The Jakhals Karoo Battle of the Bikes takes place during the Laingsburg Karoofees from April 21to 23. Join in this competition and enjoy the beauty of the Karoo and Seweweekspoort. Then, there’s the TransKaroo one-day endurance mountain bike race that takes place in the Sutherland area on May 17, this year. Known as “the down ride” it starts at 07:00 at Jupiter Guest House in Sutherland and after covering 247 km ends later in the day at Kaleo Guest Farm in Ceres. The 7weekspoort / Ladismith cheese event is scheduled for September 2017 Later in the year enthusiasts can ride for Wildlife with the Endangered Wildlife Trust. Join Mwitu’s Pack and enjoy a fantastic race, on November 19, while raising funds for conservation.


Those who love long walks should consider the Heuningland Karoo Walk from May 5 to 9 and again in September 15 to 19. The event hosts 18 hikers at a cost of R2 900 per person and follows an almost 100 km circle route, at times following the trail of Sylvester, the Karoo’s famous lion. Accommodation is in tents and three meals a day, plus refreshments, are provided. The first day has no walking, but includes registration and orientation, from 15h00 on the farm Rietfontein, 65 km from Beaufort. On Day Two the hikers will set off on a relatively easy 30km downhill walk across even ground mostly along the Koekemoers River, through an almost “roofed” glade of sweet thorn trees and for the last few kilometers through the Oukloof pass where a little winding river has to be crossed eleven times. Day Three – the 24km Tweefontein section – starts with an uphill climb out of the kloof and onto the plateau of the Nuweveld Mountains. This allows hikers to see the vast plains of the Great Karoo. Then on Day Four, hikers follow the 23,5 km Kareebos Route along the Leeu River and through Leeukloof, passing through breathtaking scenery and old river beds. The final section on Day Five follows Sylvester’s Route through a game rich area along the borders of the Karoo National Park near Brandywynsgat farm and back to Rietfontein.


Way back in 1861 a wild looking man rode into Burghersdorp and caused immense alarm followed by intense hilarity. The first people who saw him when he walked into the local pub swore, he was armed and that he was the notorious escaped convict William Smith. They had read all about this dangerous bald-headed hoodlum, who had a wreath tattooed on his wrist and a scar on his forehead in the Graaff-Reinet Herald. In those days the newspapers carried no pictures, yet the description seemed to fit. Most, either “by positive conviction or conjecture,” agreed that this was the wanted man, stated an article in the Cape and Natal News of August 30, 1861. There was a rush to the magistrate’s office to have the man apprehended, but the magistrate was not prepared to arrest anyone without positive identification. No one could do this as no one had ever seen “the genuine Smith”. So, from a safe distance some locals scanned the poor visitor from head to foot, while others rushed off to find the Government Gazette and Graaff-Reinet Herald which had carried the wanted man’s description. This done, they agreed, there could be no mistake, but there was a major problem – how could they closely examine the man’s tattoo and scar. Chances were, if he was the desperado, he would shoot anyone who attempted to touch him. The villagers then decided to make him drunk. This proved quite an expensive undertaking, but they plied him with booze until he passed out. Once he was softly snoring away, they took a close look at his arm and head. To their great disappointment, they found no wreath tattooed on his wrist. The mark was simply a smear of dirt and what had appeared to be a scar on his forehead was a red line caused by the pressure of his hat. Lastly, when they took his hat off, they found that far from being bald this man had a crop of dark curly hair. “enough to pad a saddle,” said one. They all agreed that getting him drunk had been a dreadful waste of their hard-earned money.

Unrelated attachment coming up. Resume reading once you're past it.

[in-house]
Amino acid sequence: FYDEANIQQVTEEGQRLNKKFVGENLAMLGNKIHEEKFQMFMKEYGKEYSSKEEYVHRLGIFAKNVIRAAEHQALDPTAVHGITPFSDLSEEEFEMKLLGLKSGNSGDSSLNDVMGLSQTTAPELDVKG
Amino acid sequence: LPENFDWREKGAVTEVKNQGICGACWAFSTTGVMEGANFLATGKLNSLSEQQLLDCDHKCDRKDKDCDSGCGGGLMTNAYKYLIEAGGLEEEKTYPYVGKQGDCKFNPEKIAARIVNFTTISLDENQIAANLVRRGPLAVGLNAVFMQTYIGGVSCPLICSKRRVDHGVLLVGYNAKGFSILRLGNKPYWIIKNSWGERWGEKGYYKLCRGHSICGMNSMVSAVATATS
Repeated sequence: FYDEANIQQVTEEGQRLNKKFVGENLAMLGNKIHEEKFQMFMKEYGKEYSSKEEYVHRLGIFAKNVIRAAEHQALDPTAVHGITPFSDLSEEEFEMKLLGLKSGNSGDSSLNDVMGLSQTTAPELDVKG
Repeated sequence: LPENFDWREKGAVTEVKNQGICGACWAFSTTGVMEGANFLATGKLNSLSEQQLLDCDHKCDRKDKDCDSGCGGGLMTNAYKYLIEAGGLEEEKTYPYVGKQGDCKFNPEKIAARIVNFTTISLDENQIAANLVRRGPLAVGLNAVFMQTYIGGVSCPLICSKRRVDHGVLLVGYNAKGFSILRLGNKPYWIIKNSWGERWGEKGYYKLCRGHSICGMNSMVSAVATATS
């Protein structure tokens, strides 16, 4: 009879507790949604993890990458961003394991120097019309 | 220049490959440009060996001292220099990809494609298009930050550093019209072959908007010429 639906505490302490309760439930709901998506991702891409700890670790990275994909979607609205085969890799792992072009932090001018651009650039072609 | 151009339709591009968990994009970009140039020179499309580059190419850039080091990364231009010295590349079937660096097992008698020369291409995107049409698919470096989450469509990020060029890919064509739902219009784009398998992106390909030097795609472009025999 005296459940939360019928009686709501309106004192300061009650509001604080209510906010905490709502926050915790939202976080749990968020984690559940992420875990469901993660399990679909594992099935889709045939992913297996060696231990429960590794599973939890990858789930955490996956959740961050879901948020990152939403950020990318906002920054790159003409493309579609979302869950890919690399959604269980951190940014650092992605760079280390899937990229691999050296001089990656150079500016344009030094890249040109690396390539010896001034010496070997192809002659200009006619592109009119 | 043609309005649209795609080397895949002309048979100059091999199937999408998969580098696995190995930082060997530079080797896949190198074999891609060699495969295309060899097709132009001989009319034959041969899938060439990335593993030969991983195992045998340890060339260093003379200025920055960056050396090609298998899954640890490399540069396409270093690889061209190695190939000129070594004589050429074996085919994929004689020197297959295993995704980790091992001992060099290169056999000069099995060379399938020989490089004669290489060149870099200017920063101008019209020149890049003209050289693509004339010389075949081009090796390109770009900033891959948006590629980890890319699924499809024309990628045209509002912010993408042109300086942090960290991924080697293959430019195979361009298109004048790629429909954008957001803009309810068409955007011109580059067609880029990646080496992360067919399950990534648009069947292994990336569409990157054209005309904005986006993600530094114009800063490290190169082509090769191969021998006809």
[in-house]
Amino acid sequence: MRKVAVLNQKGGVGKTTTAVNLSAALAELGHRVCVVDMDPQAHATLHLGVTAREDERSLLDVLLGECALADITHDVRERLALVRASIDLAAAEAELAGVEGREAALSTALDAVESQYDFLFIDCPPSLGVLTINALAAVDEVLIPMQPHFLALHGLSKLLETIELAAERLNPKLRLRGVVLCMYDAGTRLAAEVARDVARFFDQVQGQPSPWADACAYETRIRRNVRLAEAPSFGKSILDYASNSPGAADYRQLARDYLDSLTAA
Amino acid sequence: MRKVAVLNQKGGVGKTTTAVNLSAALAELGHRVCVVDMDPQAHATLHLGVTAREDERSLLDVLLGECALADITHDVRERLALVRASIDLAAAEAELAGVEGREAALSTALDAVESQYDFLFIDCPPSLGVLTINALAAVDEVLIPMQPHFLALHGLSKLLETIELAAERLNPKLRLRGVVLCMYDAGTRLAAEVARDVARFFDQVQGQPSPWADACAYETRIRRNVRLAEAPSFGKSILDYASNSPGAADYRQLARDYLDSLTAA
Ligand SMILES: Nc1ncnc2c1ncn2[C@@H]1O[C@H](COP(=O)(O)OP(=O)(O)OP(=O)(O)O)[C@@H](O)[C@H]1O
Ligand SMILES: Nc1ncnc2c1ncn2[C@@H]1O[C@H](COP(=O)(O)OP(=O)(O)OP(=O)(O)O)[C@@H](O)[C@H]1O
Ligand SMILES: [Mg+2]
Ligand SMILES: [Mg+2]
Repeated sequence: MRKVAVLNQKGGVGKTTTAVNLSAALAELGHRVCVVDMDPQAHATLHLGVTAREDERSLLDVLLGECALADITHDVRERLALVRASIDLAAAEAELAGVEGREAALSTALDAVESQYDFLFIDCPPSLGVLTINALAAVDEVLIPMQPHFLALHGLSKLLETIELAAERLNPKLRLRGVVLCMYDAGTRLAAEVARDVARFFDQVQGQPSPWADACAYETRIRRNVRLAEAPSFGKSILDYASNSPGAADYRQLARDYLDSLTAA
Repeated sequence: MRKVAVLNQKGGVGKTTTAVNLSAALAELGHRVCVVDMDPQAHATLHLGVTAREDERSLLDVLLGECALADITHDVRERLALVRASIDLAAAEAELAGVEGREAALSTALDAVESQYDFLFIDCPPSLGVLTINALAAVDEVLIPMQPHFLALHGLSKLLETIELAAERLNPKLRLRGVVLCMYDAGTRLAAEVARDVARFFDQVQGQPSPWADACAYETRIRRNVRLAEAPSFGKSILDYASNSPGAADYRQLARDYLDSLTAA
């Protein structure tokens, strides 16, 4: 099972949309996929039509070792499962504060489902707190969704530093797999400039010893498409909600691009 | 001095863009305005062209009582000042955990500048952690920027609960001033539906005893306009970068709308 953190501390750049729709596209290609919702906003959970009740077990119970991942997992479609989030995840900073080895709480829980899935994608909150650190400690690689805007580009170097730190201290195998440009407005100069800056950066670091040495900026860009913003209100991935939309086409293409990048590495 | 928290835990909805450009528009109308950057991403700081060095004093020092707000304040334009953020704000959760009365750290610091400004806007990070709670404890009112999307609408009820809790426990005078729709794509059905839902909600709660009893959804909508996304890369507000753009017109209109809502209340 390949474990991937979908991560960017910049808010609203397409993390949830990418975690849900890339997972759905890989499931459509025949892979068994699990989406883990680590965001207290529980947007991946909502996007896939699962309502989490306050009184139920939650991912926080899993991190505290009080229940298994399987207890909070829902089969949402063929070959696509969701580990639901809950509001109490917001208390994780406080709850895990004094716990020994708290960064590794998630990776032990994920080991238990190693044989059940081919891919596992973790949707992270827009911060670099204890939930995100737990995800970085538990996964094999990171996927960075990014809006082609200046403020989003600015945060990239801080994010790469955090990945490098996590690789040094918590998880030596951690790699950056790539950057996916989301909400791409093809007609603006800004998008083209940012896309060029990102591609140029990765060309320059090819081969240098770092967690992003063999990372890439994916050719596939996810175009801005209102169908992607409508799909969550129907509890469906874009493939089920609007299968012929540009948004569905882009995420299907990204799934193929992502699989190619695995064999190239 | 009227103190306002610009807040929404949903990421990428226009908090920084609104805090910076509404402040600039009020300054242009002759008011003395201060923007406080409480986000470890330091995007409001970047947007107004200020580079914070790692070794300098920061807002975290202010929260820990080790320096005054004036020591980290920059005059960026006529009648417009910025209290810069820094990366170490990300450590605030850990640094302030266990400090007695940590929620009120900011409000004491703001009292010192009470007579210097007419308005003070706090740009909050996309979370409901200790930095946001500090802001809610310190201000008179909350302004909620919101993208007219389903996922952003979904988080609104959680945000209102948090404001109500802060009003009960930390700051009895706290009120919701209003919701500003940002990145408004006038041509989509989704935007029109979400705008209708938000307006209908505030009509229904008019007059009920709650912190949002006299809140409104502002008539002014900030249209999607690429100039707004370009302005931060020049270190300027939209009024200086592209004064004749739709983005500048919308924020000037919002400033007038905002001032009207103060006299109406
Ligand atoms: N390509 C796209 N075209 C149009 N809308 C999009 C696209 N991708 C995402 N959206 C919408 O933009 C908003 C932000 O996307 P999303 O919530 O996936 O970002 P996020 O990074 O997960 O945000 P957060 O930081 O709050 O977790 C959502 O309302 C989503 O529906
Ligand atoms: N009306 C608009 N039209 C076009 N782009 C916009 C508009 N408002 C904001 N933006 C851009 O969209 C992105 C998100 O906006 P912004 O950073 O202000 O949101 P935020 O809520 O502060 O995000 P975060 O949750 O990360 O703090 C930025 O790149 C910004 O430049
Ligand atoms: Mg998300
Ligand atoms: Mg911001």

On April 19, 1853, the Grahamstown mail arrived late. The driver explained that when he had gotten out of the cart near Sidbury one of the horses gave him a severe kick, depriving him of his senses. When he woke he was astonished to see the horses still meekly standing there. “This certainly was rather a suspiciously remarkable occurrence, ” stated a report in The Cape and Natal News.

The color of truth is grey – André Gide